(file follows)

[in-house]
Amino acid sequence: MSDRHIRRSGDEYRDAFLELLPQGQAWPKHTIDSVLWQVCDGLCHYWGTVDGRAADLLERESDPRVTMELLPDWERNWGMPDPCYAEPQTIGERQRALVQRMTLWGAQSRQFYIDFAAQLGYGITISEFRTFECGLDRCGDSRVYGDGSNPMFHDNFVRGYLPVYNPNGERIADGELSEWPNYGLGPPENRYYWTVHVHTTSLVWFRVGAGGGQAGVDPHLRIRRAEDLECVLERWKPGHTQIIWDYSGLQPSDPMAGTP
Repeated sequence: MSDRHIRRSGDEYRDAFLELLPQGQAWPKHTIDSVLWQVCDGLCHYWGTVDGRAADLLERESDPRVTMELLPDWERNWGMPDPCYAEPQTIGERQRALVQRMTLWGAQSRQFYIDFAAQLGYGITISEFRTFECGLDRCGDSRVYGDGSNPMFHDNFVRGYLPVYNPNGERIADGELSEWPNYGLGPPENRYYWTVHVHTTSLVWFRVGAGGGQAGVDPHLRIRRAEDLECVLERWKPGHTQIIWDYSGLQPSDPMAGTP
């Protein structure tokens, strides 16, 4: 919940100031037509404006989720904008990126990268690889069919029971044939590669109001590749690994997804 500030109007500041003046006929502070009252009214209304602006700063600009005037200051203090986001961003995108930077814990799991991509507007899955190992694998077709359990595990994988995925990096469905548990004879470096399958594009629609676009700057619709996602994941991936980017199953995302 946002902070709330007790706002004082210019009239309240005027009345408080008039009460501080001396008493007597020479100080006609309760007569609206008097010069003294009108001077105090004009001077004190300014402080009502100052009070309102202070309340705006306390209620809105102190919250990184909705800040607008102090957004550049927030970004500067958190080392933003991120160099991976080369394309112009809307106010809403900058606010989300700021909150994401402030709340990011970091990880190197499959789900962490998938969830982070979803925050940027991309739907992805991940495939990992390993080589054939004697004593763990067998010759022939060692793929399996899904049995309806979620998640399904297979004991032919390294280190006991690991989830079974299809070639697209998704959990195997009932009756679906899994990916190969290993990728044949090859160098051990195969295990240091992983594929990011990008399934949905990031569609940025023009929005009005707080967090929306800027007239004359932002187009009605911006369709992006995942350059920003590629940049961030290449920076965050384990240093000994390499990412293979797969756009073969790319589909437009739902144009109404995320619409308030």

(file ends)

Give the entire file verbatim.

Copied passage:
[in-house]
Amino acid sequence: MSDRHIRRSGDEYRDAFLELLPQGQAWPKHTIDSVLWQVCDGLCHYWGTVDGRAADLLERESDPRVTMELLPDWERNWGMPDPCYAEPQTIGERQRALVQRMTLWGAQSRQFYIDFAAQLGYGITISEFRTFECGLDRCGDSRVYGDGSNPMFHDNFVRGYLPVYNPNGERIADGELSEWPNYGLGPPENRYYWTVHVHTTSLVWFRVGAGGGQAGVDPHLRIRRAEDLECVLERWKPGHTQIIWDYSGLQPSDPMAGTP
Repeated sequence: MSDRHIRRSGDEYRDAFLELLPQGQAWPKHTIDSVLWQVCDGLCHYWGTVDGRAADLLERESDPRVTMELLPDWERNWGMPDPCYAEPQTIGERQRALVQRMTLWGAQSRQFYIDFAAQLGYGITISEFRTFECGLDRCGDSRVYGDGSNPMFHDNFVRGYLPVYNPNGERIADGELSEWPNYGLGPPENRYYWTVHVHTTSLVWFRVGAGGGQAGVDPHLRIRRAEDLECVLERWKPGHTQIIWDYSGLQPSDPMAGTP
């Protein structure tokens, strides 16, 4: 919940100031037509404006989720904008990126990268690889069919029971044939590669109001590749690994997804 500030109007500041003046006929502070009252009214209304602006700063600009005037200051203090986001961003995108930077814990799991991509507007899955190992694998077709359990595990994988995925990096469905548990004879470096399958594009629609676009700057619709996602994941991936980017199953995302 946002902070709330007790706002004082210019009239309240005027009345408080008039009460501080001396008493007597020479100080006609309760007569609206008097010069003294009108001077105090004009001077004190300014402080009502100052009070309102202070309340705006306390209620809105102190919250990184909705800040607008102090957004550049927030970004500067958190080392933003991120160099991976080369394309112009809307106010809403900058606010989300700021909150994401402030709340990011970091990880190197499959789900962490998938969830982070979803925050940027991309739907992805991940495939990992390993080589054939004697004593763990067998010759022939060692793929399996899904049995309806979620998640399904297979004991032919390294280190006991690991989830079974299809070639697209998704959990195997009932009756679906899994990916190969290993990728044949090859160098051990195969295990240091992983594929990011990008399934949905990031569609940025023009929005009005707080967090929306800027007239004359932002187009009605911006369709992006995942350059920003590629940049961030290449920076965050384990240093000994390499990412293979797969756009073969790319589909437009739902144009109404995320619409308030």